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Cockatiel Breeding Do you want to learn about breeding cockatiels? Ask questions and share advice here.

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Old 02-19-2017, 08:10 PM
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Default When/If to pull for handfeeding

I bought a proven pair last fall, and they have hatched out one chick. They've taken very good care of it, (we're at 15 days old), but they seem to be taking much less interest in it the last 24 hours. I know that the lady I bought them from pulled her chicks for handfeeding at 14-16 days.
I would rather not pull one chick to handfeed, but I have handfed before and can do it if necessary.
A few mornings ago, I noticed that they were mating. I'm thinking that htey are used to having their chicks pulled at about 2 weeks and are thinking about laying eggs again.
My question is, how do I best monitor to be sure they are continuing to feed and care for this chick past the 2 week mark? What am I looking for, and how long would I wait before pulling if they are ignoring it crying for food? My working theory is that they will continue ot feed it, since it's right there in their face crying for food. But, I want to be ready in case they don't and not wait too long.
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Old 02-19-2017, 08:24 PM
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Something to keep in mind is that they may not just ignore the baby, but they may actually attack it, confused as to why it is still there. I would pull it if I were you. This is the reason I always let my breeders raise their first clutch all the way through, and every once in a while do it again.


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Old 02-19-2017, 08:29 PM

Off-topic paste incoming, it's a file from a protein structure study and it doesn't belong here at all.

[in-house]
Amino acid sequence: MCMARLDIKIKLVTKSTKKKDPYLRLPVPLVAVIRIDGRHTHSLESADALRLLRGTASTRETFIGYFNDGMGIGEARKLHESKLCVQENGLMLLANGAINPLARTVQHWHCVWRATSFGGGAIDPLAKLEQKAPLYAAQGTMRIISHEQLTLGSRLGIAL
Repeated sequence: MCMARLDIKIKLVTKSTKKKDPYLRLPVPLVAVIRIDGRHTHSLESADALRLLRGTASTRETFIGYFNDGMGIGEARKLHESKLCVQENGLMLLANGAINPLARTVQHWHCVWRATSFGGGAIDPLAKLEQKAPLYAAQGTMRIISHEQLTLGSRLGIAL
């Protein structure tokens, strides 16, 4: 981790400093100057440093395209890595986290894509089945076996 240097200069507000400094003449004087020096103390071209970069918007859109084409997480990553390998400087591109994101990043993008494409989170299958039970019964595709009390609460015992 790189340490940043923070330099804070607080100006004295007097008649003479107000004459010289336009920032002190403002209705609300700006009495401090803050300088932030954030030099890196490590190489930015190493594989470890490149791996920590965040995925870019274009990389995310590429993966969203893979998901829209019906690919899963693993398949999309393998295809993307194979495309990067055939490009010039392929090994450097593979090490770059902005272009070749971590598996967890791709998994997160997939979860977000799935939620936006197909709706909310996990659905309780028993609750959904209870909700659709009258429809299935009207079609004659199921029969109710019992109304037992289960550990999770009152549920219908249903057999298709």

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I would start to feed now-feed and put back with parents. If you wait at introducing handfeeding-the chick will surely reject it,its already very big-personally, I introduce hadfeeding at 5-7 days (once a day in the morning). Watch for crop-at this stage it should alaways be round-with lots of food in it. Listen for the sound of feeding,if parents dont do it-you should. Another thing-if the pair is going to lay eggs,they may try-to get rid of the chick still in the nest-by killing it-pecking to death,so watch out for that as well
 
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Old 02-19-2017, 08:31 PM
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I hadn't thought of that being a factor. Good point. Welp, I'll just go get a brooder ready then.
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Old 02-19-2017, 10:44 PM
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Keep in mind that at this stage the parents do start leaving the nest more often because the babies have started growing feathers and don't require the parents 24/7 anymore. Any way to find out if they've ever raised a clutch completely before? Double clutching is very normal and very hard to prevent so it's not surprising that they are mating again already.
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Old 02-20-2017, 12:36 AM
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If the previous owner always pulled them at this age, the parents have been taught that their job ends at this point, and they're already thinking about a new clutch. I agree with the idea of feeding the baby when its crop is empty and putting it back in the nest to re-educate the parents.
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Old 02-20-2017, 08:34 AM
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Quote:
Originally Posted by roxy culver View Post
Any way to find out if they've ever raised a clutch completely before? Double clutching is very normal and very hard to prevent so it's not surprising that they are mating again already.
She says that there were times when she couldn't get around to pulling them exactly at 14 days, but she doesn't think this particular pair every raised a clutch fully to weaning.
They are still feeding the chick. I pulled it for a feeding last night and it accepted it readily, so I suppose I'll just keep a close eye for right now. (Parents are still feeding it this am).
I actually intended to pull the clutch if there had been more than one, but with just one chick it seems lonely for him/her and pointlessly time consuming for me.
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Old 02-20-2017, 09:54 AM
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If you want to, you can continue feeding the chick once a day to socialize it to humans. Sharing the feeding responsibilities with the parents is called co-parenting. I like it better than pulling for handfeeding, because I think it gives the chick the advantages of both types of feeding.
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